Dizzee Rascal goes back to basics with no official features, a contrast to the 2013 album ‘The
Fifth’ which included a vast amount of people, even having the likes of Robbie Williams. This
posed a lot of questions from old Grime fans. But it seems as if in this album Dizzee has gone
back to his roots, I mean he is a pioneer of Grime! Even the cover of “Raskit” mirrors the black
and yellow colours used in his 2003 “Boy in da Corner” which is considered a grime
masterwork. In addition, Hip Hop fans will enjoy the careful selection of beats to show or even
remind fans of Dizzee’s rap ability.
Most beats were either grimey, trappy or had a Hip Hop feel to them. Although, most beats were
simple, this was necessary as we heard Dizzee’s recognizable voice which always proves to
unquestionably make his songs distinct and unique.
Throughout the album there is a sense of Dizzee reminiscing and reflecting on his life. The intro
‘Focus’ has Dizzee revealing he “never really knew what a pen could do” showing that until this
day he is surprised that his remarkable journey in music started by just jointing a few words on a
‘Wot U Gonna Do?’ is a message to rappers of this generation stating, “wot u gonna do when
they won’t play your record or you don’t get booked cos your buzz is all gone”. This is an insight
into what happened to Dizzee when he went into the world of mainstream pop. This in your
face, grimey track also talks about even when you’re at the top how hard it is to maintain that
status. The nostalgic grimey instrumental and Dizzee’s relentless flow will remind the listener of
early Dizzee. He also reminds Grime fans that he is one of the pioneers of Grime saying that
“Everybody wanna take shots at the king!”
It is clear that Dizzee is conscious of his critics as in “The Other Side” he suggests “why they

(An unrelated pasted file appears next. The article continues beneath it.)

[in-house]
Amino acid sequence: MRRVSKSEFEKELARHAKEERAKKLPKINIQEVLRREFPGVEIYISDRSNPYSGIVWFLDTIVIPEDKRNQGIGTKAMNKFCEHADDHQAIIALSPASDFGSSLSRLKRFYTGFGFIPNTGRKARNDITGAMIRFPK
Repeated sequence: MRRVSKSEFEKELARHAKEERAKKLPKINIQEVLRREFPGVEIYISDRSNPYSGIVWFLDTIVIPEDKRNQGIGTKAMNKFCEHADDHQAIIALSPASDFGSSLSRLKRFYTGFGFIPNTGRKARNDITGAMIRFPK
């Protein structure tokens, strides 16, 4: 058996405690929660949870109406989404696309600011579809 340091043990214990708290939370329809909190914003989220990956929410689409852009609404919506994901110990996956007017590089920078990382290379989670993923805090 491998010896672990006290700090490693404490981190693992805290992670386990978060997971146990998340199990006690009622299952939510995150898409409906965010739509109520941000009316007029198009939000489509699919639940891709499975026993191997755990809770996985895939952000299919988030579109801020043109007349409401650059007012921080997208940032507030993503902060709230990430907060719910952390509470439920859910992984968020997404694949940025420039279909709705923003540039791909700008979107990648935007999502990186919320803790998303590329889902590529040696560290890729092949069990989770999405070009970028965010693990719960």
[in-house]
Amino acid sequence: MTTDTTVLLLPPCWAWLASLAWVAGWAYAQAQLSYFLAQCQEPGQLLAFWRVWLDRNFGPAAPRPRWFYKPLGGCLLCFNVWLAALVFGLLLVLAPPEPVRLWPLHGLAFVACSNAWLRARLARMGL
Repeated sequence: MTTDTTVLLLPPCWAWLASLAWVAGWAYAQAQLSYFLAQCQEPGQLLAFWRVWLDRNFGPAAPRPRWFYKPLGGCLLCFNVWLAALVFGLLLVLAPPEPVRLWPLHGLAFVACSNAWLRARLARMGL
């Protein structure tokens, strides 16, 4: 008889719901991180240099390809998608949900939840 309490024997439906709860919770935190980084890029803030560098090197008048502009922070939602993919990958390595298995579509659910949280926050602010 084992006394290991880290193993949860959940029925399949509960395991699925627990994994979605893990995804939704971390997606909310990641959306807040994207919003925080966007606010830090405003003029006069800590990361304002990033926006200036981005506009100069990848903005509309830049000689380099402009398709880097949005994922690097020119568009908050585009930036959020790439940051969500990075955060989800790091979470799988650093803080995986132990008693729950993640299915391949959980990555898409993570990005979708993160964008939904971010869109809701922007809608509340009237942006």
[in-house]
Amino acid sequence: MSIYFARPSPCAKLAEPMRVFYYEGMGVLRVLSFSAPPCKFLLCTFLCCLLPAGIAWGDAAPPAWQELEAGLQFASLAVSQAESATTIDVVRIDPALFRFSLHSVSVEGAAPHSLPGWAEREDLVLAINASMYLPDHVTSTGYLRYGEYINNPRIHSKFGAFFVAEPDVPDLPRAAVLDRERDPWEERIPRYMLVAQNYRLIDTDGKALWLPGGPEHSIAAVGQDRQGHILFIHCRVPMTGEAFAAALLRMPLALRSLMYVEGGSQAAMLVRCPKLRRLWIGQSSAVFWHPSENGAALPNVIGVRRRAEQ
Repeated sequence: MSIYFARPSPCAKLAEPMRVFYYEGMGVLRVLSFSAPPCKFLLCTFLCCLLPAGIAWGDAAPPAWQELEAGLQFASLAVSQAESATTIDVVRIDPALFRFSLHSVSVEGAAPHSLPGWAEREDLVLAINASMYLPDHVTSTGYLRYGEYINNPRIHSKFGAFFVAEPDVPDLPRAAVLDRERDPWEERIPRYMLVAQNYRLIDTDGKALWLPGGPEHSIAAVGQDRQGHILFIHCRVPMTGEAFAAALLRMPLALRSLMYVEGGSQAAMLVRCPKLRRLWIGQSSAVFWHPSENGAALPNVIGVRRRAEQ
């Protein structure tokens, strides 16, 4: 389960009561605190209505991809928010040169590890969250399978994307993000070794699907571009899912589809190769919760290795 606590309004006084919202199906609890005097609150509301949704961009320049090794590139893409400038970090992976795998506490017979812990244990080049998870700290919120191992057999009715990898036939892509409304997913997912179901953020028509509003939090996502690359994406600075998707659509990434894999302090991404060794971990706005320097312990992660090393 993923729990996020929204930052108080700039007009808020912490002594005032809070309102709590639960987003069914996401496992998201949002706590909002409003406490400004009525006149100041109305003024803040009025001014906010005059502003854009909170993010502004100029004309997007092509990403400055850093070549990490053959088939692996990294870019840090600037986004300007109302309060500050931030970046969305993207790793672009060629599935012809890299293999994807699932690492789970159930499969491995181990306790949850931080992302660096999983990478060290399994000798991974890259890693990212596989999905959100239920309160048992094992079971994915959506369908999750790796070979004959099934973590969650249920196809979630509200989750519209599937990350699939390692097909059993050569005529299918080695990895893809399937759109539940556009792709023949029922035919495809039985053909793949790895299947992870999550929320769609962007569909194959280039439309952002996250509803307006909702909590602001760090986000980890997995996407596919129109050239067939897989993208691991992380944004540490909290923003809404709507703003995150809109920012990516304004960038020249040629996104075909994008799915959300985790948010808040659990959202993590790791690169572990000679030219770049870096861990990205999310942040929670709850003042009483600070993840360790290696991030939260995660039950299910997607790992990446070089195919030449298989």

talking like I never made bare Grime” which could be considered a shot at those who clown him
for taking the route into mainstream radio.
The flute in ‘Ghost’, is a similar reconstruction of ‘Futures – Mask Off’ instrumental, but with a
grimey bass. “Talk about grime like I ain’t the stable”. Dizzee Rascal constantly feels underrated
as a Grime figure and maybe feels overlooked now that people like Stormzy are at the top of the
‘grime’ game. What is clear is that Dizzee has the freedom on is album to experiment with
sounds that we were used to hearing back in the day!
Bop N Keep it Dippin, uses more Hip Hop sounding beats, which can be reminiscent of early Dr
Dre type sounds. Dizzee shows that he can spit on different types of beats with a catchy hook,
while also still having a powerful message. He reminisces about how he used to debate on who
had the best verse, chilling listening to music with friends, whilst addressing the dark moments
stating, “bloods about to spill” talking about crime and wrongdoings that he experienced.
‘Dummy (16 for the Juice)’ shows us his versatility on the mic being able to use imagery, with
fast flows and potent bars which shows us that Dizzee is easily still relevant but now also has
the added experience to be able to reflect on what could have been if he wasn’t so fortunate.
‘Slow Your Roll’ has a high-quality production and this reinforces Dizzee Rascal’s thoughts as
he educates us on gentrification. Stating that we must “let the yout dem grow”. The hard-hitting
last verse reflects the truth about what is happening in places in London, whereby the area gets
renovated to a point where only the rich can afford to live there.
‘Man of the Hour’, the last song, also has an old school West Coast vibe to it. Dizzee talks about
how far he’s come and that he never would have thought he would be such a famous musical
Dizzee shuts down all those critics that now consider him a ‘pop’ artist by creating a project
which will be considered a success in Grime. The powerful concepts, catchy hooks and fast
flows show us why he was so instrumental in making the early Grime records back in the day.
This project shows us that he still has a lot to offer, but then again, what kind of pioneer of
Written By : Jordan Edwards